NCAA Football News
The Texas Longhorns will hit the road to Stillwater, Oklahoma, to face 5-4 Oklahoma State.
The Cowboys started the season off strong but have lost the previous three straight games, which is basically the opposite scenario for the Longhorns.
Both teams will be fighting for bowl eligibility in sub-freezing temperatures Saturday.
Will the Longhorns continue the momentum and become bowl eligible over the struggling Cowboys? Let's take a look.
When: Saturday, Nov. 16, 7:30 p.m. ET
Where: Boone Pickens Stadium, Stillwater, Okla.
Austin radio: KVET 98.1/1300
SiriusXM satellite radio: XM 202; Sirius 117; Internet 969; Spanish 550
Opening spread: Oklahoma State (-1), per OddsShark.com
In hindsight, "Don't You (Forget About Me)" by Simple Minds was probably about Nebraska football—even if it was recorded was almost 20 years ago.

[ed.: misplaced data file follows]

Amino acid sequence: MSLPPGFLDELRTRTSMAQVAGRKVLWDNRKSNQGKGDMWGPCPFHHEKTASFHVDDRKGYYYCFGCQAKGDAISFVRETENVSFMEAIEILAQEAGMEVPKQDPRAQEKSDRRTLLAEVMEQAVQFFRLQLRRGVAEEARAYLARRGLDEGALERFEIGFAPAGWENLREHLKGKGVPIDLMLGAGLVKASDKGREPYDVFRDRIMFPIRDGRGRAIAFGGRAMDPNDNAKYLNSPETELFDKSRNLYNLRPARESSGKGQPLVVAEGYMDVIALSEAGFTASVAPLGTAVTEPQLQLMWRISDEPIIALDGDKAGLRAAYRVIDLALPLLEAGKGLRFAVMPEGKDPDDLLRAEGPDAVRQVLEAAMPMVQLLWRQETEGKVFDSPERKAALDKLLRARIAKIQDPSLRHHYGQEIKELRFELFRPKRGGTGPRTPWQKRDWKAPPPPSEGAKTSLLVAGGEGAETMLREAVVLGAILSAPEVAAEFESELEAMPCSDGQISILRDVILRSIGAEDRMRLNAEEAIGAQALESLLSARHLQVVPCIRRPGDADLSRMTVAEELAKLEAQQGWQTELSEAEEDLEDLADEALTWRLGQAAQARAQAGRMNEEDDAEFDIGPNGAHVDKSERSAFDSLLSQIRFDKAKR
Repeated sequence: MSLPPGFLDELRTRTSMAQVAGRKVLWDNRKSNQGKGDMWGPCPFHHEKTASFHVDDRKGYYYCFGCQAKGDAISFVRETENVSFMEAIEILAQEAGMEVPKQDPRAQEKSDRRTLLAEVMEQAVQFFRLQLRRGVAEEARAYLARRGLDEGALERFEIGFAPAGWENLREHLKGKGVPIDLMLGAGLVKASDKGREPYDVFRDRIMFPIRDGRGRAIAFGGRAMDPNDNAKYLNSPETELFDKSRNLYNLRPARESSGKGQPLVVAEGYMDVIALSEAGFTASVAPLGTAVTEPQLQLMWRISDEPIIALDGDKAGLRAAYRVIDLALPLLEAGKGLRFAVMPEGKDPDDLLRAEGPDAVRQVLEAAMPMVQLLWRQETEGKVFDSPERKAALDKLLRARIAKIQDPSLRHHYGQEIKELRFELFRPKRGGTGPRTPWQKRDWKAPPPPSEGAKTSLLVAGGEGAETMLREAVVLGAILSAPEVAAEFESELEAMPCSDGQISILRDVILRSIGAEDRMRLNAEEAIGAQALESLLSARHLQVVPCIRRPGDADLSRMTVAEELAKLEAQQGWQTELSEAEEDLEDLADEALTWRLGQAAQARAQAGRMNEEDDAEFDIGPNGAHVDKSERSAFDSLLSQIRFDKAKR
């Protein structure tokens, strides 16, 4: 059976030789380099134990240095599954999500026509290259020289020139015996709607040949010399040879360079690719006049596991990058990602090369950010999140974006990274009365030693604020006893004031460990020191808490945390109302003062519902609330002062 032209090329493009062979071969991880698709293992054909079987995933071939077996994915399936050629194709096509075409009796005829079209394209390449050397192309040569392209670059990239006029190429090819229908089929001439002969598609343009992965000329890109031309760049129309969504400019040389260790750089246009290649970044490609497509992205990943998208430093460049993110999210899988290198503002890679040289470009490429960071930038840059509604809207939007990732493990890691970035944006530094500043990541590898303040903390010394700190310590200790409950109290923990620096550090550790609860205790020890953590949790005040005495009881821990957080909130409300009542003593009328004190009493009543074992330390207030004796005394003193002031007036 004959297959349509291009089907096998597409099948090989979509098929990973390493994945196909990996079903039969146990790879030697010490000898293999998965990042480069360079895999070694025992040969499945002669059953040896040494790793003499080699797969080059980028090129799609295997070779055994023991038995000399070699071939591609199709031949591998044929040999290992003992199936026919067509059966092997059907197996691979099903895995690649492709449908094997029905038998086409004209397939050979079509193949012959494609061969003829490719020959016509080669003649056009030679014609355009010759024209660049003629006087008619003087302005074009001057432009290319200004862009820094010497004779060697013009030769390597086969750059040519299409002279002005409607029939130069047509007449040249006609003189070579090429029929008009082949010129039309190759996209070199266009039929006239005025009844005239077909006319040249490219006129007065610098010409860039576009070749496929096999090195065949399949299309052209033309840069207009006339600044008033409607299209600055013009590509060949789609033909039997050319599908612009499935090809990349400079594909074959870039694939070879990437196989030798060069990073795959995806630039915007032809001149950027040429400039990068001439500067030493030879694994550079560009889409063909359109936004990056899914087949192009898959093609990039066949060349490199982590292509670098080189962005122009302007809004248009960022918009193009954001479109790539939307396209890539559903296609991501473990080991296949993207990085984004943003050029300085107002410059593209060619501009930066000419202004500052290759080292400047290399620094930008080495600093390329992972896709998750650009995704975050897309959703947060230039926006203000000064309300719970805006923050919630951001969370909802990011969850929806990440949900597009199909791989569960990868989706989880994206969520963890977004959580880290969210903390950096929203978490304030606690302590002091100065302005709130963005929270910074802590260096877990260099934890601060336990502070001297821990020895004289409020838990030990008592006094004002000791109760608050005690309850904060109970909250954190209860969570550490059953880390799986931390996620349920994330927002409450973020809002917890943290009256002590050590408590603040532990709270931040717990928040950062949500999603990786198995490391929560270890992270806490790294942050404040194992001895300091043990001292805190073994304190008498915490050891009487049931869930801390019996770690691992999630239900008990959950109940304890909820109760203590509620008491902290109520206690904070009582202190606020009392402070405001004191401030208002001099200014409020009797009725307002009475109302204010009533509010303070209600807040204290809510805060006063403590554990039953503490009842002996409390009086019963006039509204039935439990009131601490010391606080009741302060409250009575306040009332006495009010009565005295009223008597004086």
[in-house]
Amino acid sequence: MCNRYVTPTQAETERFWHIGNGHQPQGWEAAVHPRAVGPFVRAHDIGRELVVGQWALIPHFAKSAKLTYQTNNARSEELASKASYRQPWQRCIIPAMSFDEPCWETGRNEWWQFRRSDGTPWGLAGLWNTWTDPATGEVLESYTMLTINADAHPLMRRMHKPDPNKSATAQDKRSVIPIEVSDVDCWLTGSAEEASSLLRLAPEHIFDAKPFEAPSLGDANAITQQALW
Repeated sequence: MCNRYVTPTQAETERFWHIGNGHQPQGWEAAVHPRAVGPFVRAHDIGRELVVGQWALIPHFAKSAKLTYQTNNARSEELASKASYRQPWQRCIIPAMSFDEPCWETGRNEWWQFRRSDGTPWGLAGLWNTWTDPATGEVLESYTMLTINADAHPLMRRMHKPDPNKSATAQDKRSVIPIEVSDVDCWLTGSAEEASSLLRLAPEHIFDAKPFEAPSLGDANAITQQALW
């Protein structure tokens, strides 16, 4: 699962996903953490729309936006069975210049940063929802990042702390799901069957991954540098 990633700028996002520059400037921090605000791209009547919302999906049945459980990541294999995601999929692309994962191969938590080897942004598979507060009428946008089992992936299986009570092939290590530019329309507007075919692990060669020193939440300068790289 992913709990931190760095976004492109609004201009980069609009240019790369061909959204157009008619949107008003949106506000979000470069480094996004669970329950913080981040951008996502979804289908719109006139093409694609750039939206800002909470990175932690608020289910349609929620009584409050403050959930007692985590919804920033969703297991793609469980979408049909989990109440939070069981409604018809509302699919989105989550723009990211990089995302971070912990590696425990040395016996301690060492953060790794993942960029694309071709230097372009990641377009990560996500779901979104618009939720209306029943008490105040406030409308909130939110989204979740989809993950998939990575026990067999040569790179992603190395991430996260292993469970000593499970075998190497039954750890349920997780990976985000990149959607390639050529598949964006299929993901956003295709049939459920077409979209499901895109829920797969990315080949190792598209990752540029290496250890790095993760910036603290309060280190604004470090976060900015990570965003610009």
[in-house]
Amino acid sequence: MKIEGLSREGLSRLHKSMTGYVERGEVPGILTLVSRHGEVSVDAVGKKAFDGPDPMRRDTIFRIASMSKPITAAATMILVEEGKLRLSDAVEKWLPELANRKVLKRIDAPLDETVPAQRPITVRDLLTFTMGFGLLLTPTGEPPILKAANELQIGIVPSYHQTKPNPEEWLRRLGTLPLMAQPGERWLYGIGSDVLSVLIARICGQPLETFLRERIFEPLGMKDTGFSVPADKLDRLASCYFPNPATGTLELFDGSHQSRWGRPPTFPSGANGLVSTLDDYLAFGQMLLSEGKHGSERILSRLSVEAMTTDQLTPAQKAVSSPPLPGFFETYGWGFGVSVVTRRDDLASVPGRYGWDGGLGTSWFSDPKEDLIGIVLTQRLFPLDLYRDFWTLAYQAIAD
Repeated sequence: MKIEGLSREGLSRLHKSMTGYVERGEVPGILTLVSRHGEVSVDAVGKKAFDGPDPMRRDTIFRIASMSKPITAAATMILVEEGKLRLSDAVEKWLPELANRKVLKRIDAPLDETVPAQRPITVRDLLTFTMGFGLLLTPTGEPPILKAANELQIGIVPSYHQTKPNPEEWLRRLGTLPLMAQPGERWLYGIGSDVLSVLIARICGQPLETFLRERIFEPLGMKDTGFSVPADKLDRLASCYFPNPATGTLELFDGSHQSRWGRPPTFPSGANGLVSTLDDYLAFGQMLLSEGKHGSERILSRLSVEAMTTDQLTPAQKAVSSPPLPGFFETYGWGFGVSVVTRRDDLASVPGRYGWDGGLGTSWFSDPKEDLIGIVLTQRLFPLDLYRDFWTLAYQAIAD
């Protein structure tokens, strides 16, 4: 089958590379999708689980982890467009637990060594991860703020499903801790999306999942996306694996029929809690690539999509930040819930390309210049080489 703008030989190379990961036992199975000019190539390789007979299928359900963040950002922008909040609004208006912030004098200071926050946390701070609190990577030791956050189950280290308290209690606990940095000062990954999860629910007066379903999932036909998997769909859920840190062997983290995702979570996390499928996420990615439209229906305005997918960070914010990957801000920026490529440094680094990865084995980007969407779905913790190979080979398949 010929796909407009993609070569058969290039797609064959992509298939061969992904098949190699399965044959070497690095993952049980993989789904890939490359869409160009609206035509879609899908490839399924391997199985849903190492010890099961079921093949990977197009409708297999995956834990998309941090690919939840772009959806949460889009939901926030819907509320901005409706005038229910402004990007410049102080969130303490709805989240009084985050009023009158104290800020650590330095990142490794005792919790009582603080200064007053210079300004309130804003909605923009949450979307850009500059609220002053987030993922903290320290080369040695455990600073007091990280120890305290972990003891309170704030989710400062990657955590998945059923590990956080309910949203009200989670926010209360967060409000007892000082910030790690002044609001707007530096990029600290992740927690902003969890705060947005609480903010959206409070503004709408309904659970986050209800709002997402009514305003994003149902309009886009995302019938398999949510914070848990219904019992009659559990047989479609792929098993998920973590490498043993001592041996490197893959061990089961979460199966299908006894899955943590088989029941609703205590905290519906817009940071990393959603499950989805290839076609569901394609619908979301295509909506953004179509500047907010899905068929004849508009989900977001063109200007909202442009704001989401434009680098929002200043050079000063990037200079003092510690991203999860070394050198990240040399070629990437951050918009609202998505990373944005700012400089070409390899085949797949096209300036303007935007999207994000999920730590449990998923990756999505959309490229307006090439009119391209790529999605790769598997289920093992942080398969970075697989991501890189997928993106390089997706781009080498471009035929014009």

That's what the Huskers are saying: Don't you, the College Football Playoff selection committee, forget about them.
The playoff picture is slightly clearer after Week 11, with Auburn, Kansas State, Michigan State and Notre Dame all but officially leaving the conversation. That picture will continue to get clearer as a pivotal month of November rolls on.
But with the committee set to release its latest Top 25 on Tuesday evening, where do the Huskers fit in? Nebraska was on a bye last Saturday yet sits at No. 11 in the latest Associated Press and Amway Coaches polls.
In both instances, the Huskers are one spot ahead of Michigan State, a team they lost to in October.
Not that those polls matter in the playoff conversation, but it gives you an idea that voters around the country think Nebraska is at least on the perimeter of the postseason chatter.